The Joint Committee on Human Rights (JCHR) has published its report into the implications of the Identity Cards Bill -- and says the legislation "raise[s] a number of serious questions" on human rights.
The report considers how the Bill potentially infringes the European Convention on Human Rights, which is designed to safeguard citizens' right to a private life, and has found there are several areas where the legislation has been found wanting.
The Convention requires that measures: "interfere with privacy rights to the minimum degree necessary and that their aim could not be achieved by less intrusive means", which, according to the JCHR reports, isn't the case for the ID card Bill.
Among its concerns is that some of the information held by the government's registry for ID cards may not "serve a legitimate aim or be proportional to that aim". It also queries the possibility for information on UK citizens to be held without their knowledge or consent.
The Committee also believes that ID cards could become "effectively compulsory" for certain groups of people and the cards' introduction could see some government and private sector organisations withholding services unless ID cards are produced.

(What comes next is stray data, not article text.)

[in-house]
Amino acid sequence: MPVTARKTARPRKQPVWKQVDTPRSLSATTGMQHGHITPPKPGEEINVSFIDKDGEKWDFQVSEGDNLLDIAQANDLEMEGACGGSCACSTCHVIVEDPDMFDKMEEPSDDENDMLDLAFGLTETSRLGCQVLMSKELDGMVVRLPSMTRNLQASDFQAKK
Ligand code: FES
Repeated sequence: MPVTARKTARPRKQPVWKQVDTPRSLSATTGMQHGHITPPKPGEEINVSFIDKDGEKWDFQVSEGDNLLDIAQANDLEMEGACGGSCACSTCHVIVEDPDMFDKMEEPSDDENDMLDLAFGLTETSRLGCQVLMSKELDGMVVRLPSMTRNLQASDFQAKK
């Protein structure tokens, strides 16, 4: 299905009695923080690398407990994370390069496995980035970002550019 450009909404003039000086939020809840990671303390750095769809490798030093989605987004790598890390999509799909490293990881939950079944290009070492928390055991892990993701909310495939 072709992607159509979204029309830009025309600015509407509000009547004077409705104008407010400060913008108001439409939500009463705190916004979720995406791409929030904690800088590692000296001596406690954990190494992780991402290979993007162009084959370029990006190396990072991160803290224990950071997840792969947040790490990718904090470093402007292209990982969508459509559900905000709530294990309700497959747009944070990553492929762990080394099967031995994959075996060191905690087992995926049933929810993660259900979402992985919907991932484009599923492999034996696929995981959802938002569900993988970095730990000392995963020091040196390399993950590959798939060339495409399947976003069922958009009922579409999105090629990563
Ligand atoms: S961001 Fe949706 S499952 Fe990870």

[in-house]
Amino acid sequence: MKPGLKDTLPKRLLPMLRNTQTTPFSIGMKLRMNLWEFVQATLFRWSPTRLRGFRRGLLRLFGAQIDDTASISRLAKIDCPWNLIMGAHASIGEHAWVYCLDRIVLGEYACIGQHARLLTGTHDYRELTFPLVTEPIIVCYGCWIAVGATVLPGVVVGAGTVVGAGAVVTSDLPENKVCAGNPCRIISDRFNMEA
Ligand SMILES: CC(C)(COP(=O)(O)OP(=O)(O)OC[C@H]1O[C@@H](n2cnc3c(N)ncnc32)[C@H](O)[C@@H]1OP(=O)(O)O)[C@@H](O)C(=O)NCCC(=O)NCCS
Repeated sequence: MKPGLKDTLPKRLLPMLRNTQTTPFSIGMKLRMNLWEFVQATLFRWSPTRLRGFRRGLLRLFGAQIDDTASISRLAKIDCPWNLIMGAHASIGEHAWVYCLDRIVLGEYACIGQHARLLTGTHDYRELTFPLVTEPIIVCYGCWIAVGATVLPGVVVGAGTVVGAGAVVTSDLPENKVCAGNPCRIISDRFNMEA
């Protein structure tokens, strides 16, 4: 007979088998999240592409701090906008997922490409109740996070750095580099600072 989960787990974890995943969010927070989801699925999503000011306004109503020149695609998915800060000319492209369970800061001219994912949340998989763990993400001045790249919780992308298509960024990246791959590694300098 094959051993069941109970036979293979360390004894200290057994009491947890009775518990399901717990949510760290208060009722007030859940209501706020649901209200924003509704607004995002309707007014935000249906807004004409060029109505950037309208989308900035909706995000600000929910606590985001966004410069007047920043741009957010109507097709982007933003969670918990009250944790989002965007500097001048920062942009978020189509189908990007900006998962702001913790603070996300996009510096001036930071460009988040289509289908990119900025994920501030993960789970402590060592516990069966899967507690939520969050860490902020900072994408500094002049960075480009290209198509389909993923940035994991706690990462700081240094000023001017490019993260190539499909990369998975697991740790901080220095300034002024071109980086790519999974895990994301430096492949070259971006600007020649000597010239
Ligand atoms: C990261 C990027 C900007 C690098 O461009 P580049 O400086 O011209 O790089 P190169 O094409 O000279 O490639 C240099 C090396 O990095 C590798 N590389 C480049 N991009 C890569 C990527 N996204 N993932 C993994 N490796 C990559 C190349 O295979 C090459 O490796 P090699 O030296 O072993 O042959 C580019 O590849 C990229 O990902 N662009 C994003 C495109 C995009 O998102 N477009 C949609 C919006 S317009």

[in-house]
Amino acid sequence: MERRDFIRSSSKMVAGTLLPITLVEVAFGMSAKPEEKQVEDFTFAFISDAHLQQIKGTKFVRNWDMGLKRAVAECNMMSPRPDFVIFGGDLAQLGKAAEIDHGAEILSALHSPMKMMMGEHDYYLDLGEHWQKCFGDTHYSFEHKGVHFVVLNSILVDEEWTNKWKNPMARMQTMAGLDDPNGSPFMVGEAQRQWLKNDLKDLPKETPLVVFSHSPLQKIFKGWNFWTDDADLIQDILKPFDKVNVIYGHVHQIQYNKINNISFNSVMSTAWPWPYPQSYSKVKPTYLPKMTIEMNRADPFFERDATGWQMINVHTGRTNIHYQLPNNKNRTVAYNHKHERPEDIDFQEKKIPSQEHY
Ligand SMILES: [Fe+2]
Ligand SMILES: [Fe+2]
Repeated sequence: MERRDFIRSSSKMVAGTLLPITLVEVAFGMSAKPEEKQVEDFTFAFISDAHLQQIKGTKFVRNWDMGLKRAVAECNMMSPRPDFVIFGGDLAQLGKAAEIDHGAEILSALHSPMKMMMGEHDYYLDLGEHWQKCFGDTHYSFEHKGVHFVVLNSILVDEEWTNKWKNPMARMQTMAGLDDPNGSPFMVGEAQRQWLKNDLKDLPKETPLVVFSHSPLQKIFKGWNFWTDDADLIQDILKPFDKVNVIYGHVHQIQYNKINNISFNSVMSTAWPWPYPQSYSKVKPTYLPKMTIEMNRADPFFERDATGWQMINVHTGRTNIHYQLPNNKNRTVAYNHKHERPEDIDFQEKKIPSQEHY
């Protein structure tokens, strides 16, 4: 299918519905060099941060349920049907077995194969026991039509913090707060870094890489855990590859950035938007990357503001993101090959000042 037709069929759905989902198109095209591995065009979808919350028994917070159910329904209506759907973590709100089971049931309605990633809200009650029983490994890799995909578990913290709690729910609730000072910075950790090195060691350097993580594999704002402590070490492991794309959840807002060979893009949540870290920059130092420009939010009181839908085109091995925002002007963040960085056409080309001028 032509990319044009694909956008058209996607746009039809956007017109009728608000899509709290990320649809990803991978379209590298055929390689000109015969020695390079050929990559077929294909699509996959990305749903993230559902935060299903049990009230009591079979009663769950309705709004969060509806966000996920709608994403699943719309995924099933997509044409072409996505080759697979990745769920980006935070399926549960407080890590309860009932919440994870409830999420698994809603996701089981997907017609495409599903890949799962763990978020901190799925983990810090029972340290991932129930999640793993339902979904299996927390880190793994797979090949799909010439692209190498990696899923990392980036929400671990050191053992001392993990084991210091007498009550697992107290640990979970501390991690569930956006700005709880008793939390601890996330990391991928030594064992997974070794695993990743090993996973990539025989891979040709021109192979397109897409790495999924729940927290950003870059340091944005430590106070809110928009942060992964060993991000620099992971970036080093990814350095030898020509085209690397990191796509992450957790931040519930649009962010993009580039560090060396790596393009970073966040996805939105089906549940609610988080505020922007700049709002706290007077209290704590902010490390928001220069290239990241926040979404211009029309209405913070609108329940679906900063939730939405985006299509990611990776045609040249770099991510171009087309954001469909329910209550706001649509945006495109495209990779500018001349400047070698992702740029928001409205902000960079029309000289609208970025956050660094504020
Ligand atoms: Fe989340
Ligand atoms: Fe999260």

"Under a compulsory scheme, the extent of personal information which may be disclosed from the register to a services provider as a condition of access to public services" is a concern, the report says.
While the report does not consider that ID cards in themselves are against the Convention on Human Rights, it does find the government less than helpful on laying privacy concerns to rest.
Given that Home Secretary David Blunkett previously pronounced the Bill was compatible with the Convention, but without given any further explanation to justify the assumption, the report says: "We consider the absence of such explanation to be deeply unsatisfactory in a Bill which is concerned throughout with the issues of personal privacy."
The Committee has written to both the current Home Secretary and Secretary of State asking for clarification on some of its concerns.